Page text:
There are many factors that can affect nutrient requirements for both men and women. Every person is different, and factors such as body size, muscle mass, physical activity level and illnesses that change nutrient requirements can all change the amount of different nutrients that need to be consumed as part of our daily diets.
It follows that men and women, being very different physically, can also have very different nutrient requirements and thus may need to follow quite different diets to achieve optimum nutrition. As men are in general larger than women, in general they have higher requirements for a lot of nutrients, however this is not the case for every nutrient. Since men also have a greater requirement for energy due to their larger body mass, this means they generally eat more, which will often cover any extra requirement for nutrients, provided they eat a healthy balanced diet.
As women can go through pregnancy, childbirth and also menopause, their nutrient requirements also tend to vary quite vastly depending on the stage in life. Therefore at times there may be greater differences between men and women in terms of nutrient requirements.
Here are some of the key areas where a healthy diet may differ for men and women:
As previously mentioned, men are generally larger than women, and thus require more calories to maintain their body weight. In addition to this, men usually have more muscle whilst women are naturally disposed to have more fat. Muscle is more metabolically active than fat, thus this also contributes to the increased energy from calories required for most men.
Many women find that they gain weight when living with a man for the first time, as they may find themselves mimicking the males eating habits. Unfortunately, whilst he may be able to get away with it, if a women who is much smaller starts to eat like a man, she is likely to be consuming more calories than she needs and will gain weight.
In general men have a higher protein requirement than women, but this is mainly due to their increased energy requirements overall. For both sexes, protein should make up around 15% of your daily intake, which is obviously a higher amount for men, although those working out and trying to build lean muscle may have greater requirements.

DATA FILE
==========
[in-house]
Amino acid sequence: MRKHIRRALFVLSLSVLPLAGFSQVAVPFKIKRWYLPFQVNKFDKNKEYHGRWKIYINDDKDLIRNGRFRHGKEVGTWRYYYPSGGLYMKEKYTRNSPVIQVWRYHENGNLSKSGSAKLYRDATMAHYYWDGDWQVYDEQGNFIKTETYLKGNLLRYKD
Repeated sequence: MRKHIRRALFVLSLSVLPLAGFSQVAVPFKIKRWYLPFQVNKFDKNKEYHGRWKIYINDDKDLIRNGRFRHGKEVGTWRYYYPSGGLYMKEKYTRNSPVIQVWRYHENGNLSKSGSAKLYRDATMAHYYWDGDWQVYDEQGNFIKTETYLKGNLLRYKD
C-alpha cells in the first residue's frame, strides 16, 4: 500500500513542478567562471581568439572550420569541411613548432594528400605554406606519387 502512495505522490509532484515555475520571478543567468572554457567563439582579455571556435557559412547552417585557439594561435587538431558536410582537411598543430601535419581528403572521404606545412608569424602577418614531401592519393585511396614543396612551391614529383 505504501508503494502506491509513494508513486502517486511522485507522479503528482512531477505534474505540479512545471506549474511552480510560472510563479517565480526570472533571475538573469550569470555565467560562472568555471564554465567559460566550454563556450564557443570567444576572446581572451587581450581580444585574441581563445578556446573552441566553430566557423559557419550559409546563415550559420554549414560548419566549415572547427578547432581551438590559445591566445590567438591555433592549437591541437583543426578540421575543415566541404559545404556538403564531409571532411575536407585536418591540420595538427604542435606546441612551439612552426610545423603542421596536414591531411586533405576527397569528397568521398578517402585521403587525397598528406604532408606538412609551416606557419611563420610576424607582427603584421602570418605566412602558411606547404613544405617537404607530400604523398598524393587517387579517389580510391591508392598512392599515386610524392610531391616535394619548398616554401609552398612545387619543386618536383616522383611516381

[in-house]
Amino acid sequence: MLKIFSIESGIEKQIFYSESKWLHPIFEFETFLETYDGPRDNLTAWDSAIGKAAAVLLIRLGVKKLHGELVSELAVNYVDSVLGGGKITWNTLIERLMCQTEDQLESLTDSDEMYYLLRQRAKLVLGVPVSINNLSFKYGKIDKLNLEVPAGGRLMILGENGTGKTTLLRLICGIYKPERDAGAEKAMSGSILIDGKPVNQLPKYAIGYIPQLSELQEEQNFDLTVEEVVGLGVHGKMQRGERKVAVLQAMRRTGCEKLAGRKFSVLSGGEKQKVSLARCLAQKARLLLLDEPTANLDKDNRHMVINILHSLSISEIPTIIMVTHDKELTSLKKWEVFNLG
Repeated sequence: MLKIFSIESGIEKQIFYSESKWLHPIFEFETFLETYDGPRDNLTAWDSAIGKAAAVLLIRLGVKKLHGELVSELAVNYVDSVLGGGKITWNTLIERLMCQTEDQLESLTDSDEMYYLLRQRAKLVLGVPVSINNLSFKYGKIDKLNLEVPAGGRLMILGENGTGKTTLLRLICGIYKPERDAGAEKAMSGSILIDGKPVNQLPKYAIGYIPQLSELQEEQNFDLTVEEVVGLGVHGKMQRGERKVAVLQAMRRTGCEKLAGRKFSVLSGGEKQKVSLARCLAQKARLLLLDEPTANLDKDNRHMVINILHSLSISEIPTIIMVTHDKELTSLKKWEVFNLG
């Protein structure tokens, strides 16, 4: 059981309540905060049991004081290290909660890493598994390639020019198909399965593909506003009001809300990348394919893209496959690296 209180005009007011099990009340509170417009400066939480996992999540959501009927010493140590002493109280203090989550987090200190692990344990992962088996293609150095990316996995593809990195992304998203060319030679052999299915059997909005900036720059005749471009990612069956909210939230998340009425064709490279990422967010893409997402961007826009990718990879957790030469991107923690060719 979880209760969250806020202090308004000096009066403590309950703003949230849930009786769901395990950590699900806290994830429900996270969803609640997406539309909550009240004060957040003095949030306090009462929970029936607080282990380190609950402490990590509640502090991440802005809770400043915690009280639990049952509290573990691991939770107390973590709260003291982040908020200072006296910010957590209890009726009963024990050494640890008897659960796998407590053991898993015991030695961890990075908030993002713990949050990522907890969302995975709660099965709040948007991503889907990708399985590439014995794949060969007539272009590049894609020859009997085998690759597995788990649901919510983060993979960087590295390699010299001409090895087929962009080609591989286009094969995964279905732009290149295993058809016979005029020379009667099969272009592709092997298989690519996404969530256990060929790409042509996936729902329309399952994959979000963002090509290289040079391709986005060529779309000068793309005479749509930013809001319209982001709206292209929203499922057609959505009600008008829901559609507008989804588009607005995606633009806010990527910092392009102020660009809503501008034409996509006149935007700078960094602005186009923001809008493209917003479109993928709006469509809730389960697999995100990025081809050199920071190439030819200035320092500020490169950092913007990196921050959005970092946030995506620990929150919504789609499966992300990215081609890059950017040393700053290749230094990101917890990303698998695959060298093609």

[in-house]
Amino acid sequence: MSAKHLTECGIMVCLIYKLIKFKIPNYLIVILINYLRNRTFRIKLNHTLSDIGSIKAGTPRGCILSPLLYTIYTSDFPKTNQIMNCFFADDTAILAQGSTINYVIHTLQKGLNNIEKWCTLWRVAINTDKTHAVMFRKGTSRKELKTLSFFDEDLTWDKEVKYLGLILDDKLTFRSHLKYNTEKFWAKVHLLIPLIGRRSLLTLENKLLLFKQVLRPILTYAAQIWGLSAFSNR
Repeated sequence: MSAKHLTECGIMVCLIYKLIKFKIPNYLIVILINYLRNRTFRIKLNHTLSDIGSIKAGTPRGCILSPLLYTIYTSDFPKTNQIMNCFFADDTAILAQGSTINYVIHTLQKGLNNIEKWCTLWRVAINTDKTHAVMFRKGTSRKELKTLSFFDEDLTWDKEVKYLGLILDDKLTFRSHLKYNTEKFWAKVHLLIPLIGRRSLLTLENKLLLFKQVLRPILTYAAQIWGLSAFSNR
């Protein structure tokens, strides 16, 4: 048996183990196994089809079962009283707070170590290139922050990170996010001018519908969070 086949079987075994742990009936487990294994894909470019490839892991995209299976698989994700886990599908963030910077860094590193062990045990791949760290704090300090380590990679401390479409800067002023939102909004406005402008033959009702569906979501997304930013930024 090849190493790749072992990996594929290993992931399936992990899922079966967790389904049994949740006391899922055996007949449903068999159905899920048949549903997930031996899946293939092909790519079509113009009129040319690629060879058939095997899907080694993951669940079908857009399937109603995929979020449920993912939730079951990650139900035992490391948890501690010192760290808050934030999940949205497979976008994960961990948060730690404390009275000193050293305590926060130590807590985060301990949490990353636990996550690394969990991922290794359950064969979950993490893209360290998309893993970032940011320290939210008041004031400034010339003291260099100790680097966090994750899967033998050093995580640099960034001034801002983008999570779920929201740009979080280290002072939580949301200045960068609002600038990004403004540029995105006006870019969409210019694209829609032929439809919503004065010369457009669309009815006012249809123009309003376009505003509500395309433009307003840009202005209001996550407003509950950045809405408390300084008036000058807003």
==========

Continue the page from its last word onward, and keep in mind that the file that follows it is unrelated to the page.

Very high protein intake can be risky in both sexes as it can lead to excessive loss of calcium in urine. In men this can increase the risk of kidney stones and for women it may it may increase the risk of osteoporosis.
3. Carbohydrates and fibre
Once again, males will generally have higher requirements for carbohydrates due to their increased energy needs. Both sexes should consume low GI, whole grain based carbohydrates where possible and a wide variety of vegetables and legumes for fibre as this type of intake has been shown to have benefits for heart and digestive health. Men have a higher requirement for fibre than women, needing around 38g per day compared to 25g.
Fat consumption should be moderated to a maximum of 30-35% of daily calories for both men and women. Both sexes should choose fats from unsaturated sources such as olive oil and the omega-3 fatty acids found in oily fish as these have been associated with decreased risk of lifestyle diseases such as heart disease and stroke.
However, there may be some difference between the health benefits of one type of unsaturated fat for men and women. One of the fats found in canola and flaxseed oil, known as ALA has been associated with improved heart health, however there is some suggestion that is may not be beneficial for the prostate, meaning that a high intake of this fatty acid for men may have the potential to be dangerous and contribute to the development of prostate cancer.
Further research is still needed in this area before a definite recommendation can be made however.
Due to their larger body size and an increased amount of the enzymes required to metabolize alcohol and therefore increased ability to process alcohol, men tend to tolerate larger quantities of alcohol better than women. This difference is reflected in guidelines that suggest men should limit their alcohol to a maximum of two standard drinks per day, whilst women should only have one.
In general the health benefits and negative aspects are the same for both sexes, with a moderate intake of alcohol thought to offer heart protection and increasing intake associated with increased risk of liver disease and high blood pressure. Women may also have an extra risk to consider though and another reason to limit alcohol intake, as it may contribute to increased risk of breast cancer.
Calcium is one nutrient that may be more important for women than men as they are generally at greater risk of osteoporosis, especially in later years at life when they are going through menopause. Dietary calcium had been shown to reduce risk of development of this disease in women, but there is much less evidence of this in men.
Large quantities of calcium may even be harmful for men as there has been suggestion that a high calcium intake is associated with increased risk of prostate cancer, which may mean that men should moderate their dietary calcium more than women although this needs further investigation.
This in one nutrient that is definitely more essential for women than for men, due to losses of iron in blood during menstruation. Women need around 18mg of iron per day, whilst men only need about 8mg. This requirement may become more similar after women reach the age of menopause.
Alex has been writting about nutrition, fitness and weight loss since 2006. He recently joined a team of nutritionists and certified fitness expers at Nutrition Style, a blog about nutrition and weight loss through a healthy lifestyle.
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